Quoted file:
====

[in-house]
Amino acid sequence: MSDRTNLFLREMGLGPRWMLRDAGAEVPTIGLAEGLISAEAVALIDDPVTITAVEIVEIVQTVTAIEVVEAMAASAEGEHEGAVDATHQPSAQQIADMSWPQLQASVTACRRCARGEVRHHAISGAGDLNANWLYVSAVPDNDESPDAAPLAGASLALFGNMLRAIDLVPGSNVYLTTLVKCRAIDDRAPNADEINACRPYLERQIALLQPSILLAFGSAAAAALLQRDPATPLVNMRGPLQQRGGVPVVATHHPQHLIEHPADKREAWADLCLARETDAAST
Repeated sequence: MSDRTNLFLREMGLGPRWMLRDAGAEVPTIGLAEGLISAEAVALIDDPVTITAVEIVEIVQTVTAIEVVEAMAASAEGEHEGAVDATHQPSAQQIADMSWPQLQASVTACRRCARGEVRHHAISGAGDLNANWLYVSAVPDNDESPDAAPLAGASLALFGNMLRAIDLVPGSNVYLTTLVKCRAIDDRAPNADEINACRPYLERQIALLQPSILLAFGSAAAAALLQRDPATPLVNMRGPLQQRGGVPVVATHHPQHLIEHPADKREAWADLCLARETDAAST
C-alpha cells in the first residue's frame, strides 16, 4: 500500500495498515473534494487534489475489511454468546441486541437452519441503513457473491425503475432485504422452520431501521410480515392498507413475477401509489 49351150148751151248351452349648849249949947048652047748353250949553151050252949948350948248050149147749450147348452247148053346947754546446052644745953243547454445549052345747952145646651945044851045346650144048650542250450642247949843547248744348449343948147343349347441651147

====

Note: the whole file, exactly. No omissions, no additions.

[in-house]
Amino acid sequence: MSDRTNLFLREMGLGPRWMLRDAGAEVPTIGLAEGLISAEAVALIDDPVTITAVEIVEIVQTVTAIEVVEAMAASAEGEHEGAVDATHQPSAQQIADMSWPQLQASVTACRRCARGEVRHHAISGAGDLNANWLYVSAVPDNDESPDAAPLAGASLALFGNMLRAIDLVPGSNVYLTTLVKCRAIDDRAPNADEINACRPYLERQIALLQPSILLAFGSAAAAALLQRDPATPLVNMRGPLQQRGGVPVVATHHPQHLIEHPADKREAWADLCLARETDAAST
Repeated sequence: MSDRTNLFLREMGLGPRWMLRDAGAEVPTIGLAEGLISAEAVALIDDPVTITAVEIVEIVQTVTAIEVVEAMAASAEGEHEGAVDATHQPSAQQIADMSWPQLQASVTACRRCARGEVRHHAISGAGDLNANWLYVSAVPDNDESPDAAPLAGASLALFGNMLRAIDLVPGSNVYLTTLVKCRAIDDRAPNADEINACRPYLERQIALLQPSILLAFGSAAAAALLQRDPATPLVNMRGPLQQRGGVPVVATHHPQHLIEHPADKREAWADLCLARETDAAST
C-alpha cells in the first residue's frame, strides 16, 4: 500500500495498515473534494487534489475489511454468546441486541437452519441503513457473491425503475432485504422452520431501521410480515392498507413475477401509489 49351150148751151248351452349648849249949947048652047748353250949553151050252949948350948248050149147749450147348452247148053346947754546446052644745953243547454445549052345747952145646651945044851045346650144048650542250450642247949843547248744348449343948147343349347441651147